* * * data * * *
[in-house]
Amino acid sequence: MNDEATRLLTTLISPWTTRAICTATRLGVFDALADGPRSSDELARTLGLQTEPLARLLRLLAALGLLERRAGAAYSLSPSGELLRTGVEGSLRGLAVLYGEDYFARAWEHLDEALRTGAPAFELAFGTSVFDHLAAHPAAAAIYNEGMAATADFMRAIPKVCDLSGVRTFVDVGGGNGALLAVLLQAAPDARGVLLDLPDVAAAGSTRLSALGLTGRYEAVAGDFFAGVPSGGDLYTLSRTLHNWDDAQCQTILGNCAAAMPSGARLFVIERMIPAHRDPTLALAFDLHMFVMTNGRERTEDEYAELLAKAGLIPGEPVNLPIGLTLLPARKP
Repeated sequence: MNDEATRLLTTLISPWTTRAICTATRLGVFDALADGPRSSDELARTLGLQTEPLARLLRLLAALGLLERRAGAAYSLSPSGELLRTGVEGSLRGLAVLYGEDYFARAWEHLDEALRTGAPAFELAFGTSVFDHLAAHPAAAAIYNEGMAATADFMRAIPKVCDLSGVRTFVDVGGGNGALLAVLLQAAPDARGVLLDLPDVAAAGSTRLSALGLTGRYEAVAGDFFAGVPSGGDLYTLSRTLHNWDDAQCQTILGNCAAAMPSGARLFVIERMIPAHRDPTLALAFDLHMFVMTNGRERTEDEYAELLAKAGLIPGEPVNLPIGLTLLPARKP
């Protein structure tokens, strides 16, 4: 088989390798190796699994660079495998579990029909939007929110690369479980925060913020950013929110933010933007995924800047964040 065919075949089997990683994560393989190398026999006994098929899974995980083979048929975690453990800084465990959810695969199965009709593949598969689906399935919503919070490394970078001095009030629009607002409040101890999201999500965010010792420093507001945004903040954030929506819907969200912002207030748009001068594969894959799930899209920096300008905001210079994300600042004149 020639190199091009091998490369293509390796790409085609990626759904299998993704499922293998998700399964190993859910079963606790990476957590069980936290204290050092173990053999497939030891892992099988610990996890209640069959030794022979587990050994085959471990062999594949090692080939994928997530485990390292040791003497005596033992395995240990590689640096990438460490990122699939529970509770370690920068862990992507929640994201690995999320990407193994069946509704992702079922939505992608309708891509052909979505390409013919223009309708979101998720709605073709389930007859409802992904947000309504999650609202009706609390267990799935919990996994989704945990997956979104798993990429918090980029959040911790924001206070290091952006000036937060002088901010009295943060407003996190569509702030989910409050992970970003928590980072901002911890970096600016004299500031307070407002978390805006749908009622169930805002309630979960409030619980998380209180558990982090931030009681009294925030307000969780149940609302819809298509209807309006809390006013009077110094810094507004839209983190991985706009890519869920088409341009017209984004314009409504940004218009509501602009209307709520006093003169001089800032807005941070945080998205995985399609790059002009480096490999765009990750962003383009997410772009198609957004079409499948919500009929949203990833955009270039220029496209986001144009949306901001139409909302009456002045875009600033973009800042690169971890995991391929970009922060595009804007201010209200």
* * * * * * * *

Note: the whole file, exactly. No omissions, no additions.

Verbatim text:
[in-house]
Amino acid sequence: MNDEATRLLTTLISPWTTRAICTATRLGVFDALADGPRSSDELARTLGLQTEPLARLLRLLAALGLLERRAGAAYSLSPSGELLRTGVEGSLRGLAVLYGEDYFARAWEHLDEALRTGAPAFELAFGTSVFDHLAAHPAAAAIYNEGMAATADFMRAIPKVCDLSGVRTFVDVGGGNGALLAVLLQAAPDARGVLLDLPDVAAAGSTRLSALGLTGRYEAVAGDFFAGVPSGGDLYTLSRTLHNWDDAQCQTILGNCAAAMPSGARLFVIERMIPAHRDPTLALAFDLHMFVMTNGRERTEDEYAELLAKAGLIPGEPVNLPIGLTLLPARKP
Repeated sequence: MNDEATRLLTTLISPWTTRAICTATRLGVFDALADGPRSSDELARTLGLQTEPLARLLRLLAALGLLERRAGAAYSLSPSGELLRTGVEGSLRGLAVLYGEDYFARAWEHLDEALRTGAPAFELAFGTSVFDHLAAHPAAAAIYNEGMAATADFMRAIPKVCDLSGVRTFVDVGGGNGALLAVLLQAAPDARGVLLDLPDVAAAGSTRLSALGLTGRYEAVAGDFFAGVPSGGDLYTLSRTLHNWDDAQCQTILGNCAAAMPSGARLFVIERMIPAHRDPTLALAFDLHMFVMTNGRERTEDEYAELLAKAGLIPGEPVNLPIGLTLLPARKP
């Protein structure tokens, strides 16, 4: 088989390798190796699994660079495998579990029909939007929110690369479980925060913020950013929110933010933007995924800047964040 065919075949089997990683994560393989190398026999006994098929899974995980083979048929975690453990800084465990959810695969199965009709593949598969689906399935919503919070490394970078001095009030629009607002409040101890999201999500965010010792420093507001945004903040954030929506819907969200912002207030748009001068594969894959799930899209920096300008905001210079994300600042004149 020639190199091009091998490369293509390796790409085609990626759904299998993704499922293998998700399964190993859910079963606790990476957590069980936290204290050092173990053999497939030891892992099988610990996890209640069959030794022979587990050994085959471990062999594949090692080939994928997530485990390292040791003497005596033992395995240990590689640096990438460490990122699939529970509770370690920068862990992507929640994201690995999320990407193994069946509704992702079922939505992608309708891509052909979505390409013919223009309708979101998720709605073709389930007859409802992904947000309504999650609202009706609390267990799935919990996994989704945990997956979104798993990429918090980029959040911790924001206070290091952006000036937060002088901010009295943060407003996190569509702030989910409050992970970003928590980072901002911890970096600016004299500031307070407002978390805006749908009622169930805002309630979960409030619980998380209180558990982090931030009681009294925030307000969780149940609302819809298509209807309006809390006013009077110094810094507004839209983190991985706009890519869920088409341009017209984004314009409504940004218009509501602009209307709520006093003169001089800032807005941070945080998205995985399609790059002009480096490999765009990750962003383009997410772009198609957004079409499948919500009929949203990833955009270039220029496209986001144009949306901001139409909302009456002045875009600033973009800042690169971890995991391929970009922060595009804007201010209200």